poet William Blake

William Blake

#10 on top 500 poets

William Blake Quotes

  • ''I went to the Garden of Love,
    And saw what I never had seen:
    A Chapel was built in the midst,
    Where I used to play on the green.
    And the gates of this Chapel were shut,
    And 'Thou shalt not' writ over the door;''
    William Blake (1757-1827), British poet, painter, mystic. The Garden of Love (l. 1-6). . . The Complete Poems [William Blake]. Alicia Ostriker, ed. (1977) Penguin Books.
    5 person liked.
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  • ''Then my verse I dishonour, my pictures despise,
    My person degrade & my temper chastise;
    And the pen is my terror, the pencil my shame;
    And my talents I bury, and dead is my fame.''
    William Blake (1757-1827), British poet, painter, engraver. letter, Aug. 16, 1803. Complete Writings, ed. Geoffrey Keynes (1957).
    1 person liked.
    1 person did not like.
  • ''And I saw it was filled with graves,
    And tomb-stones where flowers should be;
    And Priests in black gowns were walking their rounds,
    And binding with briars my joys and desires.''
    William Blake (1757-1827), British poet, painter, mystic. The Garden of Love (l. 9-12). . . The Complete Poems [William Blake]. Alicia Ostriker, ed. (1977) Penguin Books.
    3 person liked.
    1 person did not like.
  • ''Since the French Revolution Englishmen are all intermeasurable one by another, certainly a happy state of agreement to which I for one do not agree.''
    William Blake (1757-1827), British poet, painter, engraver. Letter, October 24, 1910, to George Cumberland. Complete Writings, ed. Geoffrey Keynes (1957).
    8 person liked.
    3 person did not like.
  • ''Every harlot was a virgin once.''
    William Blake (1757-1827), British poet, painter, engraver. The Gates of Paradise, epilogue, l. 3 (c. 1818), repr. In Complete Writings, ed. Geoffrey Keynes (1957).
    8 person liked.
    3 person did not like.
  • ''Commerce is so far from being beneficial to arts, or to empire, that it is destructive of both, as all their history shows, for the above reason of individual merit being its great hatred. Empires flourish till they become commercial, and then they are scattered abroad to the four winds.''
    William Blake (1757-1827), British poet, painter, engraver. Public address, c. 1810, in Blake's notebook. Complete Writings, ed. Geoffrey Keynes (1957).
    3 person liked.
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  • ''Pity would be no more,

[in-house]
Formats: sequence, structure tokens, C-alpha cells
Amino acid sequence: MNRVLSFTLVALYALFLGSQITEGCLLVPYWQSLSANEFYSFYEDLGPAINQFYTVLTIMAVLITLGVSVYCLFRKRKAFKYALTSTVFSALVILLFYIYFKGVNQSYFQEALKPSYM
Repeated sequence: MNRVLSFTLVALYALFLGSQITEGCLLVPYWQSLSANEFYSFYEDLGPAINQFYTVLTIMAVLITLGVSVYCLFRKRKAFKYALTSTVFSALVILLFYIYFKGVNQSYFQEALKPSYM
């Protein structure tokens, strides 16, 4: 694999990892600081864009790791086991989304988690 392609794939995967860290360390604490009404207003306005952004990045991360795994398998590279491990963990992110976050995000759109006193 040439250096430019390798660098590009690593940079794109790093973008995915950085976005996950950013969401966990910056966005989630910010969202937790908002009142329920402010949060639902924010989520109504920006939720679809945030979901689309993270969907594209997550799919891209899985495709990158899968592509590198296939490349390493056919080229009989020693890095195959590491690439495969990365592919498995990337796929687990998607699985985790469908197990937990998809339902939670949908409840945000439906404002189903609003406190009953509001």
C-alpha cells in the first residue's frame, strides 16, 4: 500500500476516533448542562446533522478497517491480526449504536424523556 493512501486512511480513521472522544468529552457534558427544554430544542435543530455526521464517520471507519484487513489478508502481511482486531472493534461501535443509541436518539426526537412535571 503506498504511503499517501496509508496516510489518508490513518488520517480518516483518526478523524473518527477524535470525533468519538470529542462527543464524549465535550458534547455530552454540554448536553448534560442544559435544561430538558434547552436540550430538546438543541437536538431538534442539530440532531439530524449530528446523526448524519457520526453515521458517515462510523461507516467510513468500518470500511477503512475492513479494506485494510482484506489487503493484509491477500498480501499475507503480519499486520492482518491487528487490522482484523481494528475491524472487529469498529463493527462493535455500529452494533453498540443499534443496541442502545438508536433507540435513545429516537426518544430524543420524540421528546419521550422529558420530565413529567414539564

If we did not make somebody poor;
    And mercy no more could be,
    If all were as happy as we;''
    William Blake (1757-1827), British poet, painter, mystic. The Human Abstract (l. 1-4). . . The Complete Poems [William Blake]. Alicia Ostriker, ed. (1977) Penguin Books.
    5 person liked.
    1 person did not like.
  • ''To me this world is all one continued vision of fancy or imagination, and I feel flattered when I am told so. What is it sets Homer, Virgil and Milton in so high a rank of art? Why is Bible more entertaining and instructive than any other book? Is it not because they are addressed to the imagination, which is spiritual sensation, and but mediately to the understanding or reason?''
    William Blake (1757-1827), British poet, painter, engraver. letter, Aug. 23, 1799. Complete Writings, ed. Geoffrey Keynes (1957).
    2 person liked.
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  • ''The gods of the earth and sea
    Sought through nature to find this tree.
    But their search was all in vain:
    There grows one in the human brain.''
    William Blake (1757-1827), British poet, painter, mystic. The Human Abstract (l. 21-24). . . The Complete Poems [William Blake]. Alicia Ostriker, ed. (1977) Penguin Books.
    2 person liked.
    1 person did not like.
  • ''Some say that happiness is not good for mortals, & they ought to be answered that sorrow is not fit for immortals & is utterly useless to any one; a blight never does good to a tree, & if a blight kill not a tree but it still bear fruit, let none say that the fruit was in consequence of the blight.''
    William Blake (1757-1827), British poet, painter, engraver. letter, Oct. 7, 1803. Complete Writings, ed. Geoffrey Keynes (1957).
    4 person liked.
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Best Poem of William Blake

The Angel

I dreamt a dream! What can it mean?
And that I was a maiden Queen
Guarded by an Angel mild:
Witless woe was ne'er beguiled!

And I wept both night and day,
And he wiped my tears away;
And I wept both day and night,
And hid from him my heart's delight.

So he took his wings, and fled;
Then the morn blushed rosy red.
I dried my tears, and armed my fears
With ten-thousand shields and spears.

Soon my Angel came again;
I was armed, he came in vain;
For the time of youth was fled,
And grey hairs were on my head.

Read the full of The Angel

To Tirzah

Whate'er is Born of Mortal Birth
Must be consumed with the Earth
To rise from Generation free:
Then what have I to do with thee?

The Sexes sprung from Shame & Pride,
Blow'd in the morn, in evening died;
But Mercy chang'd Death into Sleep;
The Sexes rose to work & weep.